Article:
Don’t Blame the Smartphone

Jill Rahn's picture
I just read an amusing piece by a tech blogger and self-proclaimed photography expert who worried about an impending demise of the interchangeable lens digital SLR camera. I say “amusing” because the basis for his concern was a recent Wall Street Journal report indicating that DSLR shipments could fall 9% by the end of this year as compared to a year ago. From this, the prognosticator made the cognitive leap that “smartphones are likely the culprit when it comes to the declining fortunes of the DSLR market.”

Ignoring a likelihood that the recent economic downturn had something to do with slumping DSLR sales, he sung the praises of the modern smartphone, claiming “they’re increasingly making it easy to take great pictures with a minimum of user input . . .they make you feel like a pro even if you’re a rank amateur.”

Really? Isn’t a desire for “user input”—and the creative control it provides—what distinguishes the serious photographer from the general consumer who uses a smartphone as a lifestyle appliance (as opposed to a hobbyist or professional tool)? Of course there’s also the small consideration of interchangeable lenses.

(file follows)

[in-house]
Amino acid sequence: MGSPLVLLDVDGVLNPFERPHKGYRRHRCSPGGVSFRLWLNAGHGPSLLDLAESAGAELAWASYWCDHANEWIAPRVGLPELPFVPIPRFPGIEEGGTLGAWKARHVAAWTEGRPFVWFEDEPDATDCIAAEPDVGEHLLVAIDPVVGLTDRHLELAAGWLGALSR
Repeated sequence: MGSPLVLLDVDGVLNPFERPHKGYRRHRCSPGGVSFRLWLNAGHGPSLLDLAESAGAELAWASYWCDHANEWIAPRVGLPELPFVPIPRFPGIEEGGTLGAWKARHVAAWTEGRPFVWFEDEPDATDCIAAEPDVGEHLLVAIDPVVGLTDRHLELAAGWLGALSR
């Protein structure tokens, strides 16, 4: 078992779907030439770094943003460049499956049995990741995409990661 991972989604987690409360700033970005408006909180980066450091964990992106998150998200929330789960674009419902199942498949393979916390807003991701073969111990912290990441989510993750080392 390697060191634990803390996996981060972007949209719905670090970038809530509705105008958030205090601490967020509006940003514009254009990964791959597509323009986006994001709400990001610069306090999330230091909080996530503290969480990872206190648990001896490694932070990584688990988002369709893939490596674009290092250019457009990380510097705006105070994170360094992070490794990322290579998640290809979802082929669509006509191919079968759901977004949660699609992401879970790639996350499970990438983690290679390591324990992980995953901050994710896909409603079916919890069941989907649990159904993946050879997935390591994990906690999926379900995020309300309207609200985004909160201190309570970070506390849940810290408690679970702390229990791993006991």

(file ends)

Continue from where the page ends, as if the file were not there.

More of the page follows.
That said, camera manufacturers are likely playing close attention to another trend as they develop new models for the future; namely, the burgeoning popularity of interchangeable-lens mirrorless cameras using technology that allows for significant size and weight reductions while maintaining much of the versatility of the full-size SLR. Consider the implications of the recently introduced Sony A7 full-frame mirrorless model, or Olympus’ new OM-D E-M1. The later is not only the company’s new flagship mirrorless model, but seems to be the successor to their top-of-the-line E-5 DSLR as well.

Add in the versatility offered by adapters permitting the use of lenses designed for use with SLRs on smaller, lighter mirrorless models and you can envision one path where this evolutionary trend could be heading. But for now, most serious shooters aren’t quite willing to give up their DSLRs. For some it’s a desire for an optical viewfinder, while for others it’s a concern with the ergonomics of smaller cameras. And clearly, professional shooters are unlikely to consider dumping their full-size cameras until mirrorless models can boast a comparable array of lenses, electronic flash options and other important system accessories.

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stocml's picture
Don't Blame the Smartphone?

Dear Mr. Leach,

I too read the blogger to whom you refer. In your editorial comment, I feel that you downplay many of his observations.

1) It is my understanding (from his posts) that only Nikon and
Canon's camera divisions are profitable. While there is a proliferation of wonderful products from sources such as Panasonic, Fuji, Olympus and others, they aren't making any money.

2) Micro 4/3 equipment is clearly delightful and evolving rapidly, but the blogger points out that it is fairly listless in our marketplace and isn't making anyone money. (I bit for a similar Nikon V1 purchased at fire-sale prices that didn't help anybody because I didn't want to haul around a bunch of stuff and it is surprisingly "good enough.")